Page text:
Why are foot sores so dangerous for people with diabetes?
The anatomy of the foot already makes foot sores a strong possibility.
“The foot is a complex part of the body, and many important structures—bone, tendon, muscle, joint—are close to the skin surface,” explains Kent Marcuson, M.D., medical director at Sentara Wound Healing Center in Williamsburg.
That’s why what starts as a simple foot sore could lead to an amputation more easily than with other areas of the body — especially if you have diabetes.
Yes, an amputation is the worst-case scenario, but that doesn’t mean it isn’t realistic.
If you have diabetes, you’re especially at risk for foot sores. But knowing why that is and how to take care of your feet can help you avoid that worst-case scenario.
The Downward Spiral of Foot Sores
“Patients with long-standing diabetes frequently develop neuropathy, which causes a decreased sensitivity in the nerves that supply the feet,” Dr. Marcuson explains. “This means the patient is less likely to feel an injury to the foot.”
In a person without diabetes, healing is usually brisk and white blood cells are efficient in killing off bacteria that contaminate the wound. But in a person with diabetes, “elevated blood sugars slow down the normal healing rates of injured tissue and impair the ability for white blood cells to kill bacteria,” Dr. Marcuson says.
“And there are frequently microscopic reductions in blood flow to tissue that decrease oxygen supply and the supply of immune cells to the injured tissue.”
When this happens, foot sores can fester and become infected, usually because the person doesn’t seek treatment in time. “Sores on the feet are more difficult for the patient to see and evaluate well,” Dr. Marcuson says, “and continued walking on an open wound will further damage injured tissue from repeated pressure. That will slow down wound healing.”
All of these factors together diminish the person’s quality of life. “Physical activity is often limited. Time off from work is commonly required,” Dr. Marcuson explains. “Custom footwear is usually required to offload the area where the wound is located.”
The problem with restricting physical activity is that exercise is one of the best tactics for managing diabetes. Without physical activity, blood sugar levels can rise. Then, there’s the financial burden of having to take time off work and spend money on custom shoes.
This is all on top of the constant blood sugar checks, insulin injections, and doctor’s appointments that can already make life with diabetes complicated.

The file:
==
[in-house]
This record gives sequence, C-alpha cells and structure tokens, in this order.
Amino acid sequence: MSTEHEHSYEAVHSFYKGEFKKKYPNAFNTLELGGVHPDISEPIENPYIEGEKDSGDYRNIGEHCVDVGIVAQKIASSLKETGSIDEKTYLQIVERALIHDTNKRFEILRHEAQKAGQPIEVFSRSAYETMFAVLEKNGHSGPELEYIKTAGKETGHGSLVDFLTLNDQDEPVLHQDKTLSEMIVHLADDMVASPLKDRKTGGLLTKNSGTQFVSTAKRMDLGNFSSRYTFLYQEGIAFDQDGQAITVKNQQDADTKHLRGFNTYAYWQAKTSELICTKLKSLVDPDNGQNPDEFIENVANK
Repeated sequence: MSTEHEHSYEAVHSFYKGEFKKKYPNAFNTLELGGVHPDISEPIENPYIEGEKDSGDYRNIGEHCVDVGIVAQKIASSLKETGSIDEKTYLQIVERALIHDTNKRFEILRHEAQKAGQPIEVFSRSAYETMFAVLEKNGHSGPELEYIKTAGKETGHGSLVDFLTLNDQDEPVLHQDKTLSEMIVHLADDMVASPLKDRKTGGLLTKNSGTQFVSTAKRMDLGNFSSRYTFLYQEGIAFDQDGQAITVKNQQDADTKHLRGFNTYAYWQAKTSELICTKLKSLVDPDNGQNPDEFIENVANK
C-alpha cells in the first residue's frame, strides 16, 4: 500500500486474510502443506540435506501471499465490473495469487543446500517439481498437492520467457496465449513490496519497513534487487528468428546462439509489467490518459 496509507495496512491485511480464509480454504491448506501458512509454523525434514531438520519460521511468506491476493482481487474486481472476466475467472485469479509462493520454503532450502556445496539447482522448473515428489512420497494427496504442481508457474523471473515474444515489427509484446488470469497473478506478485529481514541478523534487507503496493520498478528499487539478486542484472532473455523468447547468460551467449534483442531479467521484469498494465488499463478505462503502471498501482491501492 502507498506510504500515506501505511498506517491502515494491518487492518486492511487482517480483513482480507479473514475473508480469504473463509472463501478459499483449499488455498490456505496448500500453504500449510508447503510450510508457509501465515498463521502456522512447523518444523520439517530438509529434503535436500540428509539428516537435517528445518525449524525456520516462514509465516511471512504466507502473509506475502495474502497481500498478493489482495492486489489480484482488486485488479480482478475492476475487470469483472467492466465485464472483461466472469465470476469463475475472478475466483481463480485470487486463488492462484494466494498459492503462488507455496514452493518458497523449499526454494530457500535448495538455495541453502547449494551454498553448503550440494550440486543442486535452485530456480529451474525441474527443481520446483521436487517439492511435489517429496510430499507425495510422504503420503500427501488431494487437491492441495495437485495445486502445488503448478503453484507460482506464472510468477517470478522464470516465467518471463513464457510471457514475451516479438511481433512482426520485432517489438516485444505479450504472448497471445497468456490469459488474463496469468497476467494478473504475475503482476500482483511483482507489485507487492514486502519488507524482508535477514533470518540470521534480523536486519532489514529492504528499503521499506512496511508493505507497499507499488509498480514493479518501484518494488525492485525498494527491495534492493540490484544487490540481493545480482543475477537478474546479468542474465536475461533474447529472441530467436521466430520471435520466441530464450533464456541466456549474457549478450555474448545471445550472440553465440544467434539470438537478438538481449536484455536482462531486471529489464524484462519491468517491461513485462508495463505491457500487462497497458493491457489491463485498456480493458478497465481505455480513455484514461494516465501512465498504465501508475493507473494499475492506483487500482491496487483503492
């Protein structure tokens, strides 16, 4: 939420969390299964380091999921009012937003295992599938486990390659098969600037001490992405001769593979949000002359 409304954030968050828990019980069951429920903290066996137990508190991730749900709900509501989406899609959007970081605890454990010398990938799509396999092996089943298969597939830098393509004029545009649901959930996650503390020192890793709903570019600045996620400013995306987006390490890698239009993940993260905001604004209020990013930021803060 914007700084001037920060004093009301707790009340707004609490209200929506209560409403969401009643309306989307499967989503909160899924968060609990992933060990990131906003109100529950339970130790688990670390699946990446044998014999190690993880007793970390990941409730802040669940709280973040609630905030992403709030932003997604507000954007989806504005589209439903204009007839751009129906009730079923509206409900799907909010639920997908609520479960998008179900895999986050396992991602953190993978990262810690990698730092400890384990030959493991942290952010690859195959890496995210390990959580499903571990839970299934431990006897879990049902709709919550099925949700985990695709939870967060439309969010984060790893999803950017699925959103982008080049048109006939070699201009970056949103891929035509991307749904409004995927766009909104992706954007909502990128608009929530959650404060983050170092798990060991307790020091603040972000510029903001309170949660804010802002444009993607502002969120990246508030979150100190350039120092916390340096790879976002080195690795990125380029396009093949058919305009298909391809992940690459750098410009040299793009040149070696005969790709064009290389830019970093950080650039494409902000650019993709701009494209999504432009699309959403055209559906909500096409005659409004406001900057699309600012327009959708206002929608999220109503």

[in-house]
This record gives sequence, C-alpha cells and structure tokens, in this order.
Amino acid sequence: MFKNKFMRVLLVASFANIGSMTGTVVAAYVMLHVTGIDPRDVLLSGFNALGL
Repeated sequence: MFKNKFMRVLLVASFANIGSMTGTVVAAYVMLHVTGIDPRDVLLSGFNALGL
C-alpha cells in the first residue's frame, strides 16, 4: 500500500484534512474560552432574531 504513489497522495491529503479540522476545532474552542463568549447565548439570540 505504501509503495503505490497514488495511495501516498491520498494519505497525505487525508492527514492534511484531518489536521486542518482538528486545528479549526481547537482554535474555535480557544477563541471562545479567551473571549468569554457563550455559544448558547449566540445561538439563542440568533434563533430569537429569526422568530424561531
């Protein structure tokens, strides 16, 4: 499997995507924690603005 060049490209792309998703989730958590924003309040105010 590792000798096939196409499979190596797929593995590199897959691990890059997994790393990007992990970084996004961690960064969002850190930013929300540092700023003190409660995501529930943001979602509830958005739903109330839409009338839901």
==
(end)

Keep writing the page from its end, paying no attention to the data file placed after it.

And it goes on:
How Are Foot Sores Treated?
Treatment can be different for each person, but Dr. Marcuson says there are some common approaches:
- IV antibiotics
- Ensuring adequate blood flow. This can sometimes require invasive procedures to open arteries supplying the leg and foot.
- Using bioengineered tissues to stimulate wound healing.
- Changing of medical regimen to control blood sugar
“Some diabetic foot infections are good candidates for adjunctive hyperbaric medicine and we provide that treatment as well,” Dr. Marcuson says.
Hyperbaric treatment involves Hyperbaric treatment involves exposing the patient to a higher-than-normal level of air pressure and a higher than normal concentration of inspired oxygen, explains the National Institutes of Health. With this procedure, your blood can carry more oxygen to your wound to help it heal.
How Can You Take Care of Your Feet to Prevent Foot Sores?
The American Diabetes Association offers these 7 tips for taking care of your feet:
- Check your feet for red spots, cuts, swelling, and blisters every day. Use a mirror if you can’t see the bottom of your feet.
- Wash and dry your feet every day.
- Keep your skin soft by applying lotion everywhere except between your toes.
- Keep your toenails trimmed and filed.
- Avoid going barefoot. Always wear shoes and socks.
- Protect your feet from extreme heat and cold.
- Keep the circulation to your foot moving by wiggling your toes and moving your ankles up and down. Avoid crossing your legs for extended periods of time.